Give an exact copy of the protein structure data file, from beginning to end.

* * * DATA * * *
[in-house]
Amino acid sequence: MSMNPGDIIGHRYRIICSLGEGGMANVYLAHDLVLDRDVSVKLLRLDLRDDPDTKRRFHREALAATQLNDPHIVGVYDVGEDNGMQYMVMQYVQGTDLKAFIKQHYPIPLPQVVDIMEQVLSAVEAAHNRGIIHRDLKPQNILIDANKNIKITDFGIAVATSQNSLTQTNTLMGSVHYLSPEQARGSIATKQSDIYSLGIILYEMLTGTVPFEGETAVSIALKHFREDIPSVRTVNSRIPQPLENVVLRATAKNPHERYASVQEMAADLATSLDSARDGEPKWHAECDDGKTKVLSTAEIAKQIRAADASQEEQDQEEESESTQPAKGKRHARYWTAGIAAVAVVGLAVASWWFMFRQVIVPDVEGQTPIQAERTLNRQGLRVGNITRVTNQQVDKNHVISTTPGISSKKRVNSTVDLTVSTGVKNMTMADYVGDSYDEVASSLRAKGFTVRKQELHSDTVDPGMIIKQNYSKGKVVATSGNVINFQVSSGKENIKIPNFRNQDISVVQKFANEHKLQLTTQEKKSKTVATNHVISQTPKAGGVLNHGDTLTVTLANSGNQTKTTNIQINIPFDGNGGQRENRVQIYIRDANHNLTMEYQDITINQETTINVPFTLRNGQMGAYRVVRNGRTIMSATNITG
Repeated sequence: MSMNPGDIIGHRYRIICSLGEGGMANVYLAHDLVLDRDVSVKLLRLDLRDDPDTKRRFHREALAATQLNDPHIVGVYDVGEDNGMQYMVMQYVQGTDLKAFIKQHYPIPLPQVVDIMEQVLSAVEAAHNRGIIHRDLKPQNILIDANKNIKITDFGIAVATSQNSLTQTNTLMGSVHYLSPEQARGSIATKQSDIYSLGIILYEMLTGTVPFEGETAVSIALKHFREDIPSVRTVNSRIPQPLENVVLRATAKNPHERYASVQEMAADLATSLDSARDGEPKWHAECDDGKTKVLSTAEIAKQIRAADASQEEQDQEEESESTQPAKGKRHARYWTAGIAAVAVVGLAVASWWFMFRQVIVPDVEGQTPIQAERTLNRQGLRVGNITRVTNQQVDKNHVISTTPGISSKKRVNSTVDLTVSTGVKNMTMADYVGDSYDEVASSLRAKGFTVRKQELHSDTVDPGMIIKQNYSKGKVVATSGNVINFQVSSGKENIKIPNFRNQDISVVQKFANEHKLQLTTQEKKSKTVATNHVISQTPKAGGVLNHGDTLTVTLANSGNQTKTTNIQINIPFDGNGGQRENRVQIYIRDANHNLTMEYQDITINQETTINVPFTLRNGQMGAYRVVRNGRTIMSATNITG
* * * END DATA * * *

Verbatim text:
[in-house]
Amino acid sequence: MSMNPGDIIGHRYRIICSLGEGGMANVYLAHDLVLDRDVSVKLLRLDLRDDPDTKRRFHREALAATQLNDPHIVGVYDVGEDNGMQYMVMQYVQGTDLKAFIKQHYPIPLPQVVDIMEQVLSAVEAAHNRGIIHRDLKPQNILIDANKNIKITDFGIAVATSQNSLTQTNTLMGSVHYLSPEQARGSIATKQSDIYSLGIILYEMLTGTVPFEGETAVSIALKHFREDIPSVRTVNSRIPQPLENVVLRATAKNPHERYASVQEMAADLATSLDSARDGEPKWHAECDDGKTKVLSTAEIAKQIRAADASQEEQDQEEESESTQPAKGKRHARYWTAGIAAVAVVGLAVASWWFMFRQVIVPDVEGQTPIQAERTLNRQGLRVGNITRVTNQQVDKNHVISTTPGISSKKRVNSTVDLTVSTGVKNMTMADYVGDSYDEVASSLRAKGFTVRKQELHSDTVDPGMIIKQNYSKGKVVATSGNVINFQVSSGKENIKIPNFRNQDISVVQKFANEHKLQLTTQEKKSKTVATNHVISQTPKAGGVLNHGDTLTVTLANSGNQTKTTNIQINIPFDGNGGQRENRVQIYIRDANHNLTMEYQDITINQETTINVPFTLRNGQMGAYRVVRNGRTIMSATNITG
Repeated sequence: MSMNPGDIIGHRYRIICSLGEGGMANVYLAHDLVLDRDVSVKLLRLDLRDDPDTKRRFHREALAATQLNDPHIVGVYDVGEDNGMQYMVMQYVQGTDLKAFIKQHYPIPLPQVVDIMEQVLSAVEAAHNRGIIHRDLKPQNILIDANKNIKITDFGIAVATSQNSLTQTNTLMGSVHYLSPEQARGSIATKQSDIYSLGIILYEMLTGTVPFEGETAVSIALKHFREDIPSVRTVNSRIPQPLENVVLRATAKNPHERYASVQEMAADLATSLDSARDGEPKWHAECDDGKTKVLSTAEIAKQIRAADASQEEQDQEEESESTQPAKGKRHARYWTAGIAAVAVVGLAVASWWFMFRQVIVPDVEGQTPIQAERTLNRQGLRVGNITRVTNQQVDKNHVISTTPGISSKKRVNSTVDLTVSTGVKNMTMADYVGDSYDEVASSLRAKGFTVRKQELHSDTVDPGMIIKQNYSKGKVVATSGNVINFQVSSGKENIKIPNFRNQDISVVQKFANEHKLQLTTQEKKSKTVATNHVISQTPKAGGVLNHGDTLTVTLANSGNQTKTTNIQINIPFDGNGGQRENRVQIYIRDANHNLTMEYQDITINQETTINVPFTLRNGQMGAYRVVRNGRTIMSATNITG